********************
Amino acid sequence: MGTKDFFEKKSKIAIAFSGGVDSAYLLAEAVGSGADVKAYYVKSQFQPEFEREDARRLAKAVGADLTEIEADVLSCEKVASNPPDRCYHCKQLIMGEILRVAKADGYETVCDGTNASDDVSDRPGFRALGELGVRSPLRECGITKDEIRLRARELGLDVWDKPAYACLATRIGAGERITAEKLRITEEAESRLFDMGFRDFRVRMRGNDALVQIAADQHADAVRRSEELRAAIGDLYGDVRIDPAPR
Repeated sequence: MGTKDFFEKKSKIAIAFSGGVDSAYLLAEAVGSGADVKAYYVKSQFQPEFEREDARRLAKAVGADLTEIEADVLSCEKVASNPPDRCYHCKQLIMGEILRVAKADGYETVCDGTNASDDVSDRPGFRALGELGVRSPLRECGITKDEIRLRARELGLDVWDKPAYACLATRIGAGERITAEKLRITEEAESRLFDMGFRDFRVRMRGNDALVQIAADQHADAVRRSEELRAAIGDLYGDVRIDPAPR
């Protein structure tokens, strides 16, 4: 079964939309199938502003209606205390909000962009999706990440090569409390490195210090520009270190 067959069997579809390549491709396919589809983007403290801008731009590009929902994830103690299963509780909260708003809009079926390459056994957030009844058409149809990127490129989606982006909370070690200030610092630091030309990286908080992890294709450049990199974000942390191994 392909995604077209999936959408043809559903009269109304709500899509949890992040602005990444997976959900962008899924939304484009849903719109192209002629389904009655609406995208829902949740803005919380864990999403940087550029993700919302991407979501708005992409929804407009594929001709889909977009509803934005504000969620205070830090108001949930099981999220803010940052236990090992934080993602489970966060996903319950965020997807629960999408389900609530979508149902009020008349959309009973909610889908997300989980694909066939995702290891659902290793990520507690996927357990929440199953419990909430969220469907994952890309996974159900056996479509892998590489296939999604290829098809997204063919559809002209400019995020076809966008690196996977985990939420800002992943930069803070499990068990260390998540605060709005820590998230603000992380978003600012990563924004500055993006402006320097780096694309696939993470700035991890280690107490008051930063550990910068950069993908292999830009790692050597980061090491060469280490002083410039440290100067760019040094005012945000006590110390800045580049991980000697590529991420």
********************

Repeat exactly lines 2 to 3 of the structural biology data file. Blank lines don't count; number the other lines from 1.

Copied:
Repeated sequence: MGTKDFFEKKSKIAIAFSGGVDSAYLLAEAVGSGADVKAYYVKSQFQPEFEREDARRLAKAVGADLTEIEADVLSCEKVASNPPDRCYHCKQLIMGEILRVAKADGYETVCDGTNASDDVSDRPGFRALGELGVRSPLRECGITKDEIRLRARELGLDVWDKPAYACLATRIGAGERITAEKLRITEEAESRLFDMGFRDFRVRMRGNDALVQIAADQHADAVRRSEELRAAIGDLYGDVRIDPAPR
């Protein structure tokens, strides 16, 4: 079964939309199938502003209606205390909000962009999706990440090569409390490195210090520009270190 067959069997579809390549491709396919589809983007403290801008731009590009929902994830103690299963509780909260708003809009079926390459056994957030009844058409149809990127490129989606982006909370070690200030610092630091030309990286908080992890294709450049990199974000942390191994 392909995604077209999936959408043809559903009269109304709500899509949890992040602005990444997976959900962008899924939304484009849903719109192209002629389904009655609406995208829902949740803005919380864990999403940087550029993700919302991407979501708005992409929804407009594929001709889909977009509803934005504000969620205070830090108001949930099981999220803010940052236990090992934080993602489970966060996903319950965020997807629960999408389900609530979508149902009020008349959309009973909610889908997300989980694909066939995702290891659902290793990520507690996927357990929440199953419990909430969220469907994952890309996974159900056996479509892998590489296939999604290829098809997204063919559809002209400019995020076809966008690196996977985990939420800002992943930069803070499990068990260390998540605060709005820590998230603000992380978003600012990563924004500055993006402006320097780096694309696939993470700035991890280690107490008051930063550990910068950069993908292999830009790692050597980061090491060469280490002083410039440290100067760019040094005012945000006590110390800045580049991980000697590529991420």